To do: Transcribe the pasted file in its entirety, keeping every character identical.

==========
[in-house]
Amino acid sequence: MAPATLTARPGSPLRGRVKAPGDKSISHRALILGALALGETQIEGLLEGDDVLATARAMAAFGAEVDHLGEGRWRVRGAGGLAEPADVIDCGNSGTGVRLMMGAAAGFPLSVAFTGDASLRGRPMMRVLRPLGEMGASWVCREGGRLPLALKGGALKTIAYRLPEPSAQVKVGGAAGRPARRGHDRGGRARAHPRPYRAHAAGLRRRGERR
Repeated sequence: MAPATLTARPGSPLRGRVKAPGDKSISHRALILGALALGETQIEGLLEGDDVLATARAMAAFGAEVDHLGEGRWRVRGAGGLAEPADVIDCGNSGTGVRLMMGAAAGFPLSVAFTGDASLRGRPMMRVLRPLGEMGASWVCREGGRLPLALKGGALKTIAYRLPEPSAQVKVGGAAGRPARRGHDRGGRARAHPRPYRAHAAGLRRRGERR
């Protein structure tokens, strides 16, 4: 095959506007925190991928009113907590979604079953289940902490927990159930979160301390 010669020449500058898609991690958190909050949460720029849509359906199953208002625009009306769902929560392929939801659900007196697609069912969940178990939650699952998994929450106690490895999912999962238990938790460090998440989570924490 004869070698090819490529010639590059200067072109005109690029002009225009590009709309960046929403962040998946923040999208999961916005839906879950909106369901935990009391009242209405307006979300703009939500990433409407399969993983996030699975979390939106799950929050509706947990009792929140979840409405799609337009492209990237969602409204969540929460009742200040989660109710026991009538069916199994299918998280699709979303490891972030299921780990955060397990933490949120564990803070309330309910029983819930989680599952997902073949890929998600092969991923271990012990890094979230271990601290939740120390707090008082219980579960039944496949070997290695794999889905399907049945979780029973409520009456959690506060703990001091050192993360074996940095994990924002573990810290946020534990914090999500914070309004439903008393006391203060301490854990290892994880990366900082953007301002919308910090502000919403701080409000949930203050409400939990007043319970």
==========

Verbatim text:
[in-house]
Amino acid sequence: MAPATLTARPGSPLRGRVKAPGDKSISHRALILGALALGETQIEGLLEGDDVLATARAMAAFGAEVDHLGEGRWRVRGAGGLAEPADVIDCGNSGTGVRLMMGAAAGFPLSVAFTGDASLRGRPMMRVLRPLGEMGASWVCREGGRLPLALKGGALKTIAYRLPEPSAQVKVGGAAGRPARRGHDRGGRARAHPRPYRAHAAGLRRRGERR
Repeated sequence: MAPATLTARPGSPLRGRVKAPGDKSISHRALILGALALGETQIEGLLEGDDVLATARAMAAFGAEVDHLGEGRWRVRGAGGLAEPADVIDCGNSGTGVRLMMGAAAGFPLSVAFTGDASLRGRPMMRVLRPLGEMGASWVCREGGRLPLALKGGALKTIAYRLPEPSAQVKVGGAAGRPARRGHDRGGRARAHPRPYRAHAAGLRRRGERR
């Protein structure tokens, strides 16, 4: 095959506007925190991928009113907590979604079953289940902490927990159930979160301390 010669020449500058898609991690958190909050949460720029849509359906199953208002625009009306769902929560392929939801659900007196697609069912969940178990939650699952998994929450106690490895999912999962238990938790460090998440989570924490 004869070698090819490529010639590059200067072109005109690029002009225009590009709309960046929403962040998946923040999208999961916005839906879950909106369901935990009391009242209405307006979300703009939500990433409407399969993983996030699975979390939106799950929050509706947990009792929140979840409405799609337009492209990237969602409204969540929460009742200040989660109710026991009538069916199994299918998280699709979303490891972030299921780990955060397990933490949120564990803070309330309910029983819930989680599952997902073949890929998600092969991923271990012990890094979230271990601290939740120390707090008082219980579960039944496949070997290695794999889905399907049945979780029973409520009456959690506060703990001091050192993360074996940095994990924002573990810290946020534990914090999500914070309004439903008393006391203060301490854990290892994880990366900082953007301002919308910090502000919403701080409000949930203050409400939990007043319970």